Bones - Skeleton

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Bones - Skeleton. Early Life. During development of the embryo, the human skeleton is made up of cartilage and fibrous membranes, but most of these early supports are soon replaced by bone. Think about the body position in utero during development, and the first few years of child’s life. - PowerPoint PPT Presentation

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Bones - Skeleton

Early LifeDuring development of the embryo, the human skeleton is made up of cartilage and fibrous membranes, but most of these early supports are soon replaced by bone.

Think about the body position in utero during development, and the first few years of childs life.Most bones stop growing during adolescence.

Some facial bones, especially those of the nose and lower jaw, continue to grow almost to no end throughout life.(example of change of facial structure in elderly)Skeletondivided into the axial and appendicularTogether comprise 206 bones in the human body

axial skeleton

These bones form the vertical axis of the body. They function in protection and support of the body and body parts.

skull bonesvertebral columnrib cageAxial Skeleton

Appendicular Skeleton

These bones comprise the upper and lower limbs of the body, and the bones that connect limbs to the axial skeleton. They function in movement.

claviclespelvisArms and handsLegs and feetAppendicular Skeleton

Function of Bones

-Protection of vital organs-Support & maintenance of posture-Providing attachment points for muscles-Storage & release of minerals (calcium & phosphorus)-Blood cell production (haemopoiesis)-Storage of energy (lipids in yellow bone marrow)bone classifications (types)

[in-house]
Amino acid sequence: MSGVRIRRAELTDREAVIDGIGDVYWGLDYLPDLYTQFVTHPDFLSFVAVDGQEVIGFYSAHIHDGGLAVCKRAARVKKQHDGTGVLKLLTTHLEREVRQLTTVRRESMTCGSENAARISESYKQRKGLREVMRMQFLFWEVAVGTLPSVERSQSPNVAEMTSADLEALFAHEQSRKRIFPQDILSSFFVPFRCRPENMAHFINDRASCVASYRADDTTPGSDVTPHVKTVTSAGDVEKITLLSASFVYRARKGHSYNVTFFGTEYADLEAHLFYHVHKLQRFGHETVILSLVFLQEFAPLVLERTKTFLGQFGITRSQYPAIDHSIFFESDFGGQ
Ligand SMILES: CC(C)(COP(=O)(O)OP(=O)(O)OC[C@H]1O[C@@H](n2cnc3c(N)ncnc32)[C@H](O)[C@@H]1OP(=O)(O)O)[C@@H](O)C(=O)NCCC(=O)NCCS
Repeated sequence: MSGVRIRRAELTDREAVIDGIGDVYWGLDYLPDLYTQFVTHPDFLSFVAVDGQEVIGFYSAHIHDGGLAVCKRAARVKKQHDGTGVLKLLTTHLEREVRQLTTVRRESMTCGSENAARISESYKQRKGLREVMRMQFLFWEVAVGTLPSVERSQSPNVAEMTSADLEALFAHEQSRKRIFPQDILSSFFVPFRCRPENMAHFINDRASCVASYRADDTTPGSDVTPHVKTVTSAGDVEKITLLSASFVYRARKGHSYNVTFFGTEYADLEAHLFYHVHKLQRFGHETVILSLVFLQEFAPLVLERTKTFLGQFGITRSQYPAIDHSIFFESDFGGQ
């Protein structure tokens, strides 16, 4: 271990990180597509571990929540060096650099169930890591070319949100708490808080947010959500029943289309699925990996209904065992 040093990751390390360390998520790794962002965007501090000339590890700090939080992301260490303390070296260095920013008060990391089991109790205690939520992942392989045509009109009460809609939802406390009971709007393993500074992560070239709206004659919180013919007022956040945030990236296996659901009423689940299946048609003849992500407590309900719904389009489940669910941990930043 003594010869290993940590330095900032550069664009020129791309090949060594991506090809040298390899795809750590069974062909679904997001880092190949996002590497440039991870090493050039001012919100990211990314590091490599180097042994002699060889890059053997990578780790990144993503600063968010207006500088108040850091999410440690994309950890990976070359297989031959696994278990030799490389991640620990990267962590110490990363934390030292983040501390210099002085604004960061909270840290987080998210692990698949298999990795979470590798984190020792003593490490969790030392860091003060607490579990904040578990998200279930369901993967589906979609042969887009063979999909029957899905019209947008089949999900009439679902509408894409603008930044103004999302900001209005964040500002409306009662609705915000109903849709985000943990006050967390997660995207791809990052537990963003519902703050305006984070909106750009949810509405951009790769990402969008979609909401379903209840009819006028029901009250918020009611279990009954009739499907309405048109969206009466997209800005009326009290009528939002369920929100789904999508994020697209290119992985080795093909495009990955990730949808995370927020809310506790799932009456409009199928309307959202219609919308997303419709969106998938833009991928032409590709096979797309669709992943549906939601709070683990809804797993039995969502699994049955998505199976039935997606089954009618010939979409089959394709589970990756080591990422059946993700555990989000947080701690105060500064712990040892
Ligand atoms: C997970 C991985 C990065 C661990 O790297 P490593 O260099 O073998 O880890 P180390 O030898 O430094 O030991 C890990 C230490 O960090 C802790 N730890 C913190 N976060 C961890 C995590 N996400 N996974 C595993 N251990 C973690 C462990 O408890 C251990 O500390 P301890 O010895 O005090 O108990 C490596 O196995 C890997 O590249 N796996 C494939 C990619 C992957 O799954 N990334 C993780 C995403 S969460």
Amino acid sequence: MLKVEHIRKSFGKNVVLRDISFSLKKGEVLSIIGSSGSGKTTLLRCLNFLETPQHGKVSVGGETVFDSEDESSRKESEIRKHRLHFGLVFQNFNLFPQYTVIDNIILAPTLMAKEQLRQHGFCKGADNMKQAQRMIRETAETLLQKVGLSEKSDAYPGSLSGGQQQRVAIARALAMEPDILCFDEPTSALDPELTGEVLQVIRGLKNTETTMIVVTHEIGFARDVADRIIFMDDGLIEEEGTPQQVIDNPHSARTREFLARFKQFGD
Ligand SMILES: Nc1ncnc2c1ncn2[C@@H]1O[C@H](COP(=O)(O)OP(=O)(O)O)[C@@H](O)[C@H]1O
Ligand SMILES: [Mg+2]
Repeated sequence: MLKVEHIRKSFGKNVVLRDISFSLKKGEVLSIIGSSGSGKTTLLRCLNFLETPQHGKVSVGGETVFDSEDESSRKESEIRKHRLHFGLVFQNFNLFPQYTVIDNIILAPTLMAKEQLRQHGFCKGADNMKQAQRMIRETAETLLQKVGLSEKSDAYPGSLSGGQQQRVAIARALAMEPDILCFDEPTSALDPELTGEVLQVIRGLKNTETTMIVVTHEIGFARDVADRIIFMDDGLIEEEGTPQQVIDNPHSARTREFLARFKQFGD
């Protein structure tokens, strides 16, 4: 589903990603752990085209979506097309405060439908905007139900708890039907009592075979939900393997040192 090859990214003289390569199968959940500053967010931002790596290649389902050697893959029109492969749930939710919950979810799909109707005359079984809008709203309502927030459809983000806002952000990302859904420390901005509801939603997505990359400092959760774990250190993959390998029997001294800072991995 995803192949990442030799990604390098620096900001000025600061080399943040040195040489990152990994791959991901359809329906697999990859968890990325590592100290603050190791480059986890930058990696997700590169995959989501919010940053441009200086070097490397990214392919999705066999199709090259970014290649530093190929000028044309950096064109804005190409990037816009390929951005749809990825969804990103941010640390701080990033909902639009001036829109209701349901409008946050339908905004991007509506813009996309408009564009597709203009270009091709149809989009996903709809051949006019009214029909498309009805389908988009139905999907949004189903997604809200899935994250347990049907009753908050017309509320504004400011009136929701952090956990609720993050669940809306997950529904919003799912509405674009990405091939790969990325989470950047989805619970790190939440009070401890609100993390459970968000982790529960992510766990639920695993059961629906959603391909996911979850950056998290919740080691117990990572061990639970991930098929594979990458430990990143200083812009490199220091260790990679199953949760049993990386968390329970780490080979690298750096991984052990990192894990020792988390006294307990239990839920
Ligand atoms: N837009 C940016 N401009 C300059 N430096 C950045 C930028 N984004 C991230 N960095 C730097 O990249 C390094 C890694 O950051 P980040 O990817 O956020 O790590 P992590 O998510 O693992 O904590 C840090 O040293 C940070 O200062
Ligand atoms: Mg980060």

Long bones: longer than they are wide; have a shaft with 2 ends. Movement bones: including femur, metatarsals & clavicleShort bones: small & cube-shaped. Include carpals & tarsalsFlat bones: thin, flat and often curved. Including the sternum, scapula, ribs and skull bonesIrregular bones: have specialized & complicated shapes, including sacrum, coccyx & vertebraeBone classifications

Bone Textures

Bones are made up of 2 layers that differ in texture and function:- Compact bone: external layer of the bone that is very dense, filled with passageways for nerves, blood vessels, and lymphatic vessels.- Cancellous bone: internal layer of the bone that looks spongy; has an irregular latticework structure.Long Bone: structure

Long bones are mainly comprised of a shaft, 2 ends and membranes.Diaphysis: the shaft; constructed of compact bone and envelopes a marrow cavity. In adults, this cavity stores yellow marrow (fat)Epiphyses: the bone ends of a long bone; constructed of compact bone externally and spongy bone internally. Blood cell production occurs hereContArticular Cartilage: thin layer of cartilage covering the ends of the bone where joints are formed. They reduce friction & absorb shock- Periosteum; thin shiny white membrane; important for bone growth, repair, nutrition and attachment of ligaments/tendons.- Medullary Cavity: space within the diaphysis where yellow bone marrow is stored.-Nutrient Foramen: where blood vessels pass into the bone.Diagram of Long Bone

Vertebral column

33 Vertebrae in the bodyStrong and flexibleCervical: 7 vertebrae; the smallest & have the most movementThoracic: 12 vertebrae; less mobile due to the ribs attached to themLumbar: 5 vertebrae; biggest & strongest; weight bearingSacral: 5 vertebrae (fused); transmit weight to the legs/pelvisCoccygeal: 4 vertebrae (fused)Vertebrae

VertebraeThe vertebral foramen; (hole) in each vertebrae line up to house the spinal cord.-Intervertebral discs: located between the body of each vertebrae; fibrocartilage on the outside & gel like in the middle; give the vertebral column flexibility; shock absorbers

Spinal column

4 curves of the spine increase strength, help maintain upright balance & absorb shock

SourcesHuman Anatomy & Physiology, Pearson International Edition, Eighth Edition. Marieb and Hoehn. 2010

McGraw-Hill Companies. www.mcgraw-hill.com/

National Library of Medicine and International Osteoporosis Foundation.

www.nlm.nih.gov/ Nucleus Communications, Inc. 2003.

www.nucleusinc.com

Visual Dictionary Online. www.visualdictionaryonline.com

http://tw.aisj-jhb.com/dslattery/files/2013/05/bones.pdf